Volume 6, Number 1, May 2004
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Airbrush Art for the Garden
By Janean S. Thompson
|Materials are simple and the setup is fast and easy. Airbrush, compressor, paint and stone -You're all set!|
Our project is to create a twelve-inch square stepping-stone with simple, yet colorful decoration. The materials you will need include: airbrush (I used an Iwata Revolution CR), compressor (I used the wondrous Iwata Studio Series Smart Jet), acrylic airbrush paints, 12" stepping stone (or any size you desire), stencil knife, masking tape and stencil-cutting material (I used an old file folder - rigid and thick enough to avoid bleed through.) The design is simple and will be done in patriotic colors, but you could do any design and use a rainbow of colors.
Begin by dusting off the stepping-stone with a cloth. If the stone is really dirty or is being recycled, wash the top off well and allow it to dry completely. A clean surface will allow the paint to soak into and bond to the hard surface. Be sure to cover your work surface with a protective covering because the underside of stepping-stones is rough and will damage a tabletop or workbench.
|An Iwata Cutting Mat and Stencil Knife make quick work of sizing down masking tape strips for the starburst pattern.|
With your clean stone in place on your work surface, begin your design elements by laying out a diagonal line of masking tape in the upper left area. This delineates the location of the blue field. With the diagonal tape strip in place, begin to "draw" the resist areas that will divide the red field. They will mimic the look of stylized flag stripes. Cut the pieces of masking tape in strips with the Iwata stencil knife easily by sticking them to a small cutting mat and simply cutting freehand. You could use a ruler if desired, but this is a less "exact" art form and hand-cut strips do well. With the blue area covered to prevent overspray, paint in the open areas between the sunburst pattern created by the masking tape. Allow this area to dry completely (or speed it along with a hair dryer).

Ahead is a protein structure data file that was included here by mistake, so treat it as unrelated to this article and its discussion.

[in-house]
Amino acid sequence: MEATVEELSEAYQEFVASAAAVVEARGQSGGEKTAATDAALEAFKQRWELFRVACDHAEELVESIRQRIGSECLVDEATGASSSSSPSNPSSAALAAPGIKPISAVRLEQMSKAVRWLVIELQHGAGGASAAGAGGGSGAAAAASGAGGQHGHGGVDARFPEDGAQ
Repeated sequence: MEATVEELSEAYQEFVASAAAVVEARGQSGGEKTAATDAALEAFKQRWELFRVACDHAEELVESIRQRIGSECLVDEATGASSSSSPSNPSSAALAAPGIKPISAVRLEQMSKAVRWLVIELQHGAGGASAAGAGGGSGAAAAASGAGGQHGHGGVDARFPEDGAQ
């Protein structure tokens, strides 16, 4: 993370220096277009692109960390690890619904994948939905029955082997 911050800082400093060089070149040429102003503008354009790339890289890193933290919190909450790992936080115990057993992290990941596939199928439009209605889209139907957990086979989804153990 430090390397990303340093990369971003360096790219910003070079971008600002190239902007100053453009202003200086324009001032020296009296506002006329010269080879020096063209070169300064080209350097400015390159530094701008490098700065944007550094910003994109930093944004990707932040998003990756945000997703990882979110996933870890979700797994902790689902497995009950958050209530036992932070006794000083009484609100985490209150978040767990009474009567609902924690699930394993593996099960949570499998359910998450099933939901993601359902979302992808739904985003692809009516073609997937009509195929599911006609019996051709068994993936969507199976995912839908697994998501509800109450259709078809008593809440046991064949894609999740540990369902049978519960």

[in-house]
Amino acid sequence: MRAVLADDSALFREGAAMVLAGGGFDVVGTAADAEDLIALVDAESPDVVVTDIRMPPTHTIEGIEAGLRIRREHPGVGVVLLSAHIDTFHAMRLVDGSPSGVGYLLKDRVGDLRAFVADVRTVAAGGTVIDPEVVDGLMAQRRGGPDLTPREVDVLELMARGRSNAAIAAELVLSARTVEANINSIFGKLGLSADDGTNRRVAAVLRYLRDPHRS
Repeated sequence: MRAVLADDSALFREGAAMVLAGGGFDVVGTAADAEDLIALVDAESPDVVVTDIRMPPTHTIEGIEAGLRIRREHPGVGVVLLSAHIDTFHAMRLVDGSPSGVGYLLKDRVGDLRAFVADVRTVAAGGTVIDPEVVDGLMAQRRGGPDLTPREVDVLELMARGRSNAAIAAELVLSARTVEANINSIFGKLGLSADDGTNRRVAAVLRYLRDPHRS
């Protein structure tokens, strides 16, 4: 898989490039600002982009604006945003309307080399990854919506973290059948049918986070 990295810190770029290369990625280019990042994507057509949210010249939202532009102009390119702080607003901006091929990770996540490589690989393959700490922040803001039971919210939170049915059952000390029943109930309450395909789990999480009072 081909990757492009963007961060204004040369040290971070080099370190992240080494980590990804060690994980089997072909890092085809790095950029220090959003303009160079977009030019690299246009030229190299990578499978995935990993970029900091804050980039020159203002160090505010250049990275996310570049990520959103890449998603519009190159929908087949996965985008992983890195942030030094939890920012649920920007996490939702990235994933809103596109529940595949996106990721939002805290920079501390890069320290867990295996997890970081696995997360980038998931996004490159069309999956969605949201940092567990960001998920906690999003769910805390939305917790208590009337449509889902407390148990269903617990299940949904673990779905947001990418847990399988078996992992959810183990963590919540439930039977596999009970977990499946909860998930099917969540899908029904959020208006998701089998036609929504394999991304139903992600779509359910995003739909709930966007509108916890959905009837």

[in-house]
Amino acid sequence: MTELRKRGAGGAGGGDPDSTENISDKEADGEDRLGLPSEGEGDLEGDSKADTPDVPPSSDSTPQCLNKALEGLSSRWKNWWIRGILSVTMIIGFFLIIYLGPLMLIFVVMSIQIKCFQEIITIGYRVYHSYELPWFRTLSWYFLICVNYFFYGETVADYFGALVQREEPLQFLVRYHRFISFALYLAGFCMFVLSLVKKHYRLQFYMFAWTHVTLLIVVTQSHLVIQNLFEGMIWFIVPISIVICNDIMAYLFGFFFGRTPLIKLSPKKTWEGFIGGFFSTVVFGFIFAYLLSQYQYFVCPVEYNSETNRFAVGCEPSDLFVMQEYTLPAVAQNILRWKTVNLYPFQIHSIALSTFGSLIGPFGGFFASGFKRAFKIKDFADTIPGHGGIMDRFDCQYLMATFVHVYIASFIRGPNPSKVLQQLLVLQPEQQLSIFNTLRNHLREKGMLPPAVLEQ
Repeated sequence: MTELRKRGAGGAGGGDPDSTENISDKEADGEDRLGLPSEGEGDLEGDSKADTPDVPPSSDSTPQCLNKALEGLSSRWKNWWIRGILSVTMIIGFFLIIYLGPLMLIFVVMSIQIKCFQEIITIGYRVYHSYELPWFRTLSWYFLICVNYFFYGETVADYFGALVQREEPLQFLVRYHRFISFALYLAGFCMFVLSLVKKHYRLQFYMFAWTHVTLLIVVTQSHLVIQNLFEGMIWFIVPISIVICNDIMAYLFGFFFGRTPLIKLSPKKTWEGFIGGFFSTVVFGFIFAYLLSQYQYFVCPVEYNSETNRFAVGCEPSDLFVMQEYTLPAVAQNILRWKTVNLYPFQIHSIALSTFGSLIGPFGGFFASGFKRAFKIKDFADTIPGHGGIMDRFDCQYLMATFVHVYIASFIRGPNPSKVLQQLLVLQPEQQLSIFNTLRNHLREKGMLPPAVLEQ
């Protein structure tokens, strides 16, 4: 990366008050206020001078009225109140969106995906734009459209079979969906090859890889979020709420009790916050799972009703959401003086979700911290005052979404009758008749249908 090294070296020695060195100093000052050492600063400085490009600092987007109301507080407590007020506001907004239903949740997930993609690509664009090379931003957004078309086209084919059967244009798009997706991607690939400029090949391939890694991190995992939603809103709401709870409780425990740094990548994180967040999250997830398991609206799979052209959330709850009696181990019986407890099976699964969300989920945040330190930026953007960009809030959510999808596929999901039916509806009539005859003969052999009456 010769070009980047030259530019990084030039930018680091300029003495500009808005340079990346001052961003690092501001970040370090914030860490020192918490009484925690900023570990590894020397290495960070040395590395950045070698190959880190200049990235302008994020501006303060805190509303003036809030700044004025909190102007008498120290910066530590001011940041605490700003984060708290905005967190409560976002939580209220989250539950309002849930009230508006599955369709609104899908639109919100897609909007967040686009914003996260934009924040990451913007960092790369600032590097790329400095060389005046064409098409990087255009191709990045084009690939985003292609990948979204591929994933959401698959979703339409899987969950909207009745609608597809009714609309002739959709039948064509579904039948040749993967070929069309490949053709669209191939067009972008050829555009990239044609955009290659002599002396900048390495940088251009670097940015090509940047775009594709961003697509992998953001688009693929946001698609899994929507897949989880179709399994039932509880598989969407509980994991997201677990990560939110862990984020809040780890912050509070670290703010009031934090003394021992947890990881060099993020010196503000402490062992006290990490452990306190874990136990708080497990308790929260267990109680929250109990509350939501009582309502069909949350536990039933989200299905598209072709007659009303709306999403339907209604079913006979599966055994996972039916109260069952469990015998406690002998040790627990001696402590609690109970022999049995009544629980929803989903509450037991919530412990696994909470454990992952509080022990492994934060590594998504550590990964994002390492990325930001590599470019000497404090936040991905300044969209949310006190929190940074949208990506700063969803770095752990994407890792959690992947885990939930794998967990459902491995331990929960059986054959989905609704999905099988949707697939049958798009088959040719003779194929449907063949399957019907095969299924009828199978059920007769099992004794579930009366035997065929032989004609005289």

With the lower area masked off, paint the solid blue area and then lay in the stars using a stencil. My star stencil was hand-cut to achieve a relaxed style, but you could use any star stencil. Allow the blue to dry completely before overpainting with the white stars. Remove the entire tape mask so that you can add white accents to the stripes. Adjust your airbrush to a fine pattern and carefully add white to the "stripes." This will tie the stars to the stripes.
Once the stone is completely dry, place it in the garden. It will retain the acrylic paint for many months. Should you want to reuse an aged stone, roll a coat of house paint over the top, and then apply a new design. Simple and effective, this recycling means you could update your stones for every season. To add longer durability to the finished stone, spray a coating of clear polyurethane over the finished dry pattern.
Other shapes and designs could be created easily, too. Consider the look of mosaic stone or a stained glass appearance. To create either of these, you could use an Iwata Friskfilm sheet for a stencil, being careful to keep the cut out shapes intact and repositioning them so that you could continue to the next open area. Or you could use paper/cardboard stencils and expose only the area you wish to paint--one section at a time. Either way works, but the Friskfilm sheeting is faster and you have more control of overspray.